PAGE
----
GDC Preview: Manus VR

This week at GDC, I was able to test several virtual reality peripherals that I was excited about. One of those was Manus VR’s glove set, gloved-based controls intended for virtual reality use.


The gloves themselves are lightweight with a battery-pack on the back of the hand. It works by taking advantage of the Vive controllers tracking and using custom flex sensor within the glove. The sensors have two bend areas per finger, allowing for tracking of precise finger movements. Unlike other hand-tracking solutions, such as the Leap, there is no constraint on where your hand movement can be sensed.

The gloves are also washable, an important quality for an item that might see hundreds of hours of use.

When I sat down to demo the gloves, the version I used had covered fingers and the very slippery material made putting on the Vive headset a bit of a challenge. It seems like this will change in the final version of the product, set to released in Q3 of this year for $250.

The gloves were also quite large for my hands, which added to the difficulty of holding real-world objects, but I was assured there would be two sizes at release, a small and a large.

In addition to the gloves, a Vive controller was strapped to each of my arms, which felt rather clunky.

I demoed the gloves on a game called Pillow’s Willow had been custom-made for Manus VR by Peter Kortenhoeven, who previously worked as an animator on the Overlord series.



In the game, you help a cute orphan on her travels through an adorable, dark and enchanted world by solving puzzles in her world with your hands, from catching fireflies and putting them into lamps for her to see her way to playing a piano to open a portal for her.

I really enjoyed the concept of Pillow’s Willow and enjoyed the little puzzles, beautiful art and cute comments from Willow as I helped her on her journey.

Unfortunately, the Manus VR gloves themselves left me fairly unimpressed.

Loading into the game, my right hand decided it was a left hand and rendered backwards initially. Throughout the demo, the responsiveness was decent, but not consistent. I found myself having to re-gesture a number of times to get the actions to happen.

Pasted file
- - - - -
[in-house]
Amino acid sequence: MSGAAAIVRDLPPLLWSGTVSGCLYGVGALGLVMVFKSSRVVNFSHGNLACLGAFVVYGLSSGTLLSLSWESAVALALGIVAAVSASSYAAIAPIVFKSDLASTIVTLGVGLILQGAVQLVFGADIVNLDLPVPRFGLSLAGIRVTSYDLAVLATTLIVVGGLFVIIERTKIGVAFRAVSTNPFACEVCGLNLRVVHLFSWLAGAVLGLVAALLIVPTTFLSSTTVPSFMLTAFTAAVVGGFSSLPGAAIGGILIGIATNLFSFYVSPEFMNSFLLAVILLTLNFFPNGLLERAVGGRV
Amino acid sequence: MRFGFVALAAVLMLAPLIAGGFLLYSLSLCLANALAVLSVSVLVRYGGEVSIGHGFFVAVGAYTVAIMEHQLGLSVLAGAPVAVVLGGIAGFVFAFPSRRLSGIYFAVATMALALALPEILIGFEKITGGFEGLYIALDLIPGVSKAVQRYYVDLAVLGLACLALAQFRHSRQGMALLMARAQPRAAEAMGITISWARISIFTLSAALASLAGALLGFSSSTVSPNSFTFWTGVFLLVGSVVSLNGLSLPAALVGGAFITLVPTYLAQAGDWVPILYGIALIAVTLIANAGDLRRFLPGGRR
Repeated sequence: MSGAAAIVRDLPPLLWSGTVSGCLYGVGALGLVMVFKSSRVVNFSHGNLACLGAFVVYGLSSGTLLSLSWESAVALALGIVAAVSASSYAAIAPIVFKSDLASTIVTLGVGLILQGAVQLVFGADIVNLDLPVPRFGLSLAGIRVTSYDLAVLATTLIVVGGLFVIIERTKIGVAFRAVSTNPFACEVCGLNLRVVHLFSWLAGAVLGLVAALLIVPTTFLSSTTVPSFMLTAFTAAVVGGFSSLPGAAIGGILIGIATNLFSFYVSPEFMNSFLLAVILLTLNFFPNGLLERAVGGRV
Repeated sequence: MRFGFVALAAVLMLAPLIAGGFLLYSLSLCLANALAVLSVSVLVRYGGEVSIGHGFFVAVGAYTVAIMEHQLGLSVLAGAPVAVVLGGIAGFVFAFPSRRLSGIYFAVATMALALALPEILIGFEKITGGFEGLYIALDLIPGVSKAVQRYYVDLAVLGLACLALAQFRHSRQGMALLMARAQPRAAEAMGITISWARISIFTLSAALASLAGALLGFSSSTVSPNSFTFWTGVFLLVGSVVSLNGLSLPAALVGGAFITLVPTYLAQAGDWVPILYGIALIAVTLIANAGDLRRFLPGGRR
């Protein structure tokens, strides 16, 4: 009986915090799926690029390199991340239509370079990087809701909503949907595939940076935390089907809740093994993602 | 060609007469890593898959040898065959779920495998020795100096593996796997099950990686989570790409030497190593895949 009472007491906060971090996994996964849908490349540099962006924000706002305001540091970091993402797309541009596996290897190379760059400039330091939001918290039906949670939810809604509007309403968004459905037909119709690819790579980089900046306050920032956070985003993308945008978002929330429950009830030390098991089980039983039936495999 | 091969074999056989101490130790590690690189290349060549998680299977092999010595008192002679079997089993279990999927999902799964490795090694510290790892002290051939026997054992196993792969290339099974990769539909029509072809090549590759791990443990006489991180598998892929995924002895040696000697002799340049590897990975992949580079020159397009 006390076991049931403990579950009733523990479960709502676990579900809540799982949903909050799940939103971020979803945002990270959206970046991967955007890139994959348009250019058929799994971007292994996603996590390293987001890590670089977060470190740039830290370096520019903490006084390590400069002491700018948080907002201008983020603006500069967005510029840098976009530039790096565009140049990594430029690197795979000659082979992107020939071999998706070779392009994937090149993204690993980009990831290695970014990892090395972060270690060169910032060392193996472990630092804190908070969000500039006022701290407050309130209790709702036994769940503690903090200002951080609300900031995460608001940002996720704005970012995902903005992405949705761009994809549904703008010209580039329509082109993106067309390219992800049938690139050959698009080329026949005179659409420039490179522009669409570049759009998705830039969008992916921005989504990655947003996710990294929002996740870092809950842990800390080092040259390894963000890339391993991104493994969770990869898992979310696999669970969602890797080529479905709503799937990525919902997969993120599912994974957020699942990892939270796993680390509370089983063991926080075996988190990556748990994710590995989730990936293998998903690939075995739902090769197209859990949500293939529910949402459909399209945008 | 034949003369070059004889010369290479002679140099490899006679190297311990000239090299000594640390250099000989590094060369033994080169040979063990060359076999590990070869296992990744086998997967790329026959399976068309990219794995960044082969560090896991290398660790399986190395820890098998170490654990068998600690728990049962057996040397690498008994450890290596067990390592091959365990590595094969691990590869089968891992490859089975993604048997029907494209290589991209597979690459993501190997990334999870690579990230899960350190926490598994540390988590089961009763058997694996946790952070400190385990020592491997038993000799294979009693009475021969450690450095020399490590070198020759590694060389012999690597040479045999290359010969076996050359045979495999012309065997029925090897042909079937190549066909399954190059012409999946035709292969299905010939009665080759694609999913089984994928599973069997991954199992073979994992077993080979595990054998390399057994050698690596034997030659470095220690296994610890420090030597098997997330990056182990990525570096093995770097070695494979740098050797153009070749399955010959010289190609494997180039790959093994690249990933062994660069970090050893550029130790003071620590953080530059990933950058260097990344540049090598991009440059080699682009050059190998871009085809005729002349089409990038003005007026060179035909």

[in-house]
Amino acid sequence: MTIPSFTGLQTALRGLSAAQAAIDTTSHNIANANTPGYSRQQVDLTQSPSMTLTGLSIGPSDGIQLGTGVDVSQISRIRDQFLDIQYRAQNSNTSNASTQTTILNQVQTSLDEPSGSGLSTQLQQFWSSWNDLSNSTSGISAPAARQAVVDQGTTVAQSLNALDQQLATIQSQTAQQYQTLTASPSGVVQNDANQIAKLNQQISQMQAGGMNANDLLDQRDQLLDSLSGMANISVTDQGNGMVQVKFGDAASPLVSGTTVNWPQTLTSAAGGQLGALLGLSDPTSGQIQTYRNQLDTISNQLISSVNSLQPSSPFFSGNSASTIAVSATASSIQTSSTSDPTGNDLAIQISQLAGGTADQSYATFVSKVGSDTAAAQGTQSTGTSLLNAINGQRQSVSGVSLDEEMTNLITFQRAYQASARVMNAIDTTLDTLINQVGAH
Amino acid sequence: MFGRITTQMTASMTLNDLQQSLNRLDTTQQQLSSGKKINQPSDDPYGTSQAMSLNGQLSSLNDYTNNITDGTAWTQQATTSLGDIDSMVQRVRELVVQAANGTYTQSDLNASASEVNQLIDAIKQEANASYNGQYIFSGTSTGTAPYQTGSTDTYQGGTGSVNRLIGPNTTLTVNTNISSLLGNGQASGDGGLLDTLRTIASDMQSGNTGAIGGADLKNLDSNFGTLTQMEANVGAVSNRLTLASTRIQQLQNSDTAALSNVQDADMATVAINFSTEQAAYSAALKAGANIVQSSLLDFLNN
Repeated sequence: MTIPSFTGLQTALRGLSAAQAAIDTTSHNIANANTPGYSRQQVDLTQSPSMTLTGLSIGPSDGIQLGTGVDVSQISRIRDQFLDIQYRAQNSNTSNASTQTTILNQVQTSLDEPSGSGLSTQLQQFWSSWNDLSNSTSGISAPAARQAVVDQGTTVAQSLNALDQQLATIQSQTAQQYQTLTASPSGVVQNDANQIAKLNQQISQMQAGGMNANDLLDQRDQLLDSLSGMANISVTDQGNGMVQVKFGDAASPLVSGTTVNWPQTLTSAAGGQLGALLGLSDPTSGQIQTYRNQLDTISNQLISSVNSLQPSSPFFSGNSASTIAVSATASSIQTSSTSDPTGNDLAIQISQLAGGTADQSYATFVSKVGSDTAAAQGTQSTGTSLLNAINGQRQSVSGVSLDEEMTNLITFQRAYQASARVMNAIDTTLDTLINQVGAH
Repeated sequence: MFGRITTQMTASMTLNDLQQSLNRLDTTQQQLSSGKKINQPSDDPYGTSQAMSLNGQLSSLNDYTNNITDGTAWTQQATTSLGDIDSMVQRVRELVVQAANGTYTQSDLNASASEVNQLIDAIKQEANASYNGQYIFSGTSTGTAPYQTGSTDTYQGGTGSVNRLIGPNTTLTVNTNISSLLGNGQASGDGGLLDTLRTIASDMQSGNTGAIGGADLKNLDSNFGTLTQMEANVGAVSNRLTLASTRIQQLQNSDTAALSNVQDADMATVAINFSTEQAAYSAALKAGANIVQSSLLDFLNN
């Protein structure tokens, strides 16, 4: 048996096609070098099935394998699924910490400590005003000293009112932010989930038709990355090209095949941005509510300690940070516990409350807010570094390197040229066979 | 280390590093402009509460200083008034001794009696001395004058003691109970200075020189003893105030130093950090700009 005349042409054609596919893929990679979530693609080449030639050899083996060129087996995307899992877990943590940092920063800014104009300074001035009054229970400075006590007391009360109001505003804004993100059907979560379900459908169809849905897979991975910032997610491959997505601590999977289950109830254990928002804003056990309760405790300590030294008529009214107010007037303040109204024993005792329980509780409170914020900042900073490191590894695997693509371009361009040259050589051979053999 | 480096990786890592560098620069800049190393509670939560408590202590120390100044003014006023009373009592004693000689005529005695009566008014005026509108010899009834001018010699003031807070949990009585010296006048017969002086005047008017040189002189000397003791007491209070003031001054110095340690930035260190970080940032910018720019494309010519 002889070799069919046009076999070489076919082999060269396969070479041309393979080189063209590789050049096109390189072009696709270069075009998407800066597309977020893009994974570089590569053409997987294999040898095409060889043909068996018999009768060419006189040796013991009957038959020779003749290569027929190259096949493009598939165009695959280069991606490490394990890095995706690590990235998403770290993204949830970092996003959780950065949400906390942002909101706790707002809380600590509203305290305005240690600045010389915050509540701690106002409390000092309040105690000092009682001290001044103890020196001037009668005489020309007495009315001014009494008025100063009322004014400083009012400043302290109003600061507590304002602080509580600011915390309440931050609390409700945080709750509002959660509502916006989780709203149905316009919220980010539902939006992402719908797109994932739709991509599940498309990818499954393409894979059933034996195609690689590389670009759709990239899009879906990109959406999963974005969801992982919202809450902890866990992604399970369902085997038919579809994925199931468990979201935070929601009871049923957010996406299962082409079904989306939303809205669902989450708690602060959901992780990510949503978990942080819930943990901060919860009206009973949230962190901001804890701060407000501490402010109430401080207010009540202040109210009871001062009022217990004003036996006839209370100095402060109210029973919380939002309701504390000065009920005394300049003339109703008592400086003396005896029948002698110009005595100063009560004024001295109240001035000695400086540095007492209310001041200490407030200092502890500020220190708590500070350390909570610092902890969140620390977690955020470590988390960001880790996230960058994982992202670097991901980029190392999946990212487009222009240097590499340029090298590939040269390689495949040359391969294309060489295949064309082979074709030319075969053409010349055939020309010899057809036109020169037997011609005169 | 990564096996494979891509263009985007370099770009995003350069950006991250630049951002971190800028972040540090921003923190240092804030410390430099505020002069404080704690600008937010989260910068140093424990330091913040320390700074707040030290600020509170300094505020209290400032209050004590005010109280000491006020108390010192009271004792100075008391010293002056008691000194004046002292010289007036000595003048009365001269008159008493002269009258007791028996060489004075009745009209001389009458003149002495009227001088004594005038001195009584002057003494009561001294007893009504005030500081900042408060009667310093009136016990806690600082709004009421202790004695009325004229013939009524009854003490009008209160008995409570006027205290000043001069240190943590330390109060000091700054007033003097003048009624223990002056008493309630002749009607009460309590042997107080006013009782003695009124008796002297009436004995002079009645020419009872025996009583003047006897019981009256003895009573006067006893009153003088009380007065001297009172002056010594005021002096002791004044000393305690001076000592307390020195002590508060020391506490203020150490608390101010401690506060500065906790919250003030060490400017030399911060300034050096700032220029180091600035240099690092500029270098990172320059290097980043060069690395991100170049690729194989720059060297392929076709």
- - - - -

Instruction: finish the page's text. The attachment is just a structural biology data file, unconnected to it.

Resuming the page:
One part of the demo, where I had to reconstruct a shattered staircase for Willow to ascend, felt particularly clunky and inaccurate.


I was very excited for the idea of the Manus VR gloves, but it seems like there are a number of improvements and adjustments that need to be made before their fast approaching launch. In their current state, I would have been much happier ripping off the Vive controllers strapped to my arms and using them instead of clunking around with the Manus glove controllers.

I enjoyed the Pillow’s Willow demo, but no part of it required use of the gloves that the normal Vive controllers couldn’t have done. There was clearly a missed opportunity to have a demo that required specific finger gestures that really showed off where the Manus VR glove stands apart from the current controllers. The closest part of the demo to that experience was playing the piano one key stroke at time. Since the keys were fairly close to each other, I had to use a single index finger to play each note, but the experience was far from captivating.

Reading about Manus VR before, I was excited to cast spells with unique hand gestures and interact with VR games in a new way.


I hold out hope that the gloves’ accuracy will be improved in the future and that there will be VR games that make good use of its fine tracking of hand gestures, but, for now, I think I will continue to enjoy the Vive VR experiences with the bundled controllers.


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